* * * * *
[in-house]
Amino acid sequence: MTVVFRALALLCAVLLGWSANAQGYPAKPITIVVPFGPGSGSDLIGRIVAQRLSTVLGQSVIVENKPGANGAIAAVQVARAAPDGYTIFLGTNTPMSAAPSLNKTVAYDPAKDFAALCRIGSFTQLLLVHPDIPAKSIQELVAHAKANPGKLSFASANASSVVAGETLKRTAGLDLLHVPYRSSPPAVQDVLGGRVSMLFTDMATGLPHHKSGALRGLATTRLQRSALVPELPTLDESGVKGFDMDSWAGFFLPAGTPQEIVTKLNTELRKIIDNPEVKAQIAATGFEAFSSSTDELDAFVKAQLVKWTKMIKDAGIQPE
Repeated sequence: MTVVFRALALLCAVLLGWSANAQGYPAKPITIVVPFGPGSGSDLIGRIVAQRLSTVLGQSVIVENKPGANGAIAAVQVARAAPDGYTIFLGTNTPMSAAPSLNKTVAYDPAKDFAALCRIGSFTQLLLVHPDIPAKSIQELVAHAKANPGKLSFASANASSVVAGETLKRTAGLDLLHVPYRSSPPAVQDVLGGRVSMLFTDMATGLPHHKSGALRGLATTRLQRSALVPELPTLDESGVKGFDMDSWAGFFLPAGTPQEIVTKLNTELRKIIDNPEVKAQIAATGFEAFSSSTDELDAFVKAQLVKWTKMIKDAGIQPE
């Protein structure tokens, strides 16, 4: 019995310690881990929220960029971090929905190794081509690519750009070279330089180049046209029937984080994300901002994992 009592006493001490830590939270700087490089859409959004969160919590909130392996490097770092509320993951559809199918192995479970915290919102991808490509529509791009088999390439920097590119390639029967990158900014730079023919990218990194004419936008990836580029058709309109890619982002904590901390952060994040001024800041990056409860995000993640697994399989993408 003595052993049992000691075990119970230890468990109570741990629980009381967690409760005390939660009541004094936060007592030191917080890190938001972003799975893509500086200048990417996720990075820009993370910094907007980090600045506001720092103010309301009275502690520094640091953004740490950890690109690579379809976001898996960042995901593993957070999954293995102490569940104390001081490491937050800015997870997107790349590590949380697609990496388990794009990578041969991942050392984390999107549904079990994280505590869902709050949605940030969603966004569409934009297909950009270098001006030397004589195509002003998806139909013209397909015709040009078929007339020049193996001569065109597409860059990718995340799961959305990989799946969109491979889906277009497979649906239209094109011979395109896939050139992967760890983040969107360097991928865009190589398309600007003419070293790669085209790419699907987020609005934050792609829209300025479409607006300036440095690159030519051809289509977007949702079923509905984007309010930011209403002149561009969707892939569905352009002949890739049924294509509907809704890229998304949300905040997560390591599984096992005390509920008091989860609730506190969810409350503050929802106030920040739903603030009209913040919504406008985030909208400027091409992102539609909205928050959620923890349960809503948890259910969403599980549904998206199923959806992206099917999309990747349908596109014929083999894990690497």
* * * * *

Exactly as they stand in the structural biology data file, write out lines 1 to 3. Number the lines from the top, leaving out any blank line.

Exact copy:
[in-house]
Amino acid sequence: MTVVFRALALLCAVLLGWSANAQGYPAKPITIVVPFGPGSGSDLIGRIVAQRLSTVLGQSVIVENKPGANGAIAAVQVARAAPDGYTIFLGTNTPMSAAPSLNKTVAYDPAKDFAALCRIGSFTQLLLVHPDIPAKSIQELVAHAKANPGKLSFASANASSVVAGETLKRTAGLDLLHVPYRSSPPAVQDVLGGRVSMLFTDMATGLPHHKSGALRGLATTRLQRSALVPELPTLDESGVKGFDMDSWAGFFLPAGTPQEIVTKLNTELRKIIDNPEVKAQIAATGFEAFSSSTDELDAFVKAQLVKWTKMIKDAGIQPE
Repeated sequence: MTVVFRALALLCAVLLGWSANAQGYPAKPITIVVPFGPGSGSDLIGRIVAQRLSTVLGQSVIVENKPGANGAIAAVQVARAAPDGYTIFLGTNTPMSAAPSLNKTVAYDPAKDFAALCRIGSFTQLLLVHPDIPAKSIQELVAHAKANPGKLSFASANASSVVAGETLKRTAGLDLLHVPYRSSPPAVQDVLGGRVSMLFTDMATGLPHHKSGALRGLATTRLQRSALVPELPTLDESGVKGFDMDSWAGFFLPAGTPQEIVTKLNTELRKIIDNPEVKAQIAATGFEAFSSSTDELDAFVKAQLVKWTKMIKDAGIQPE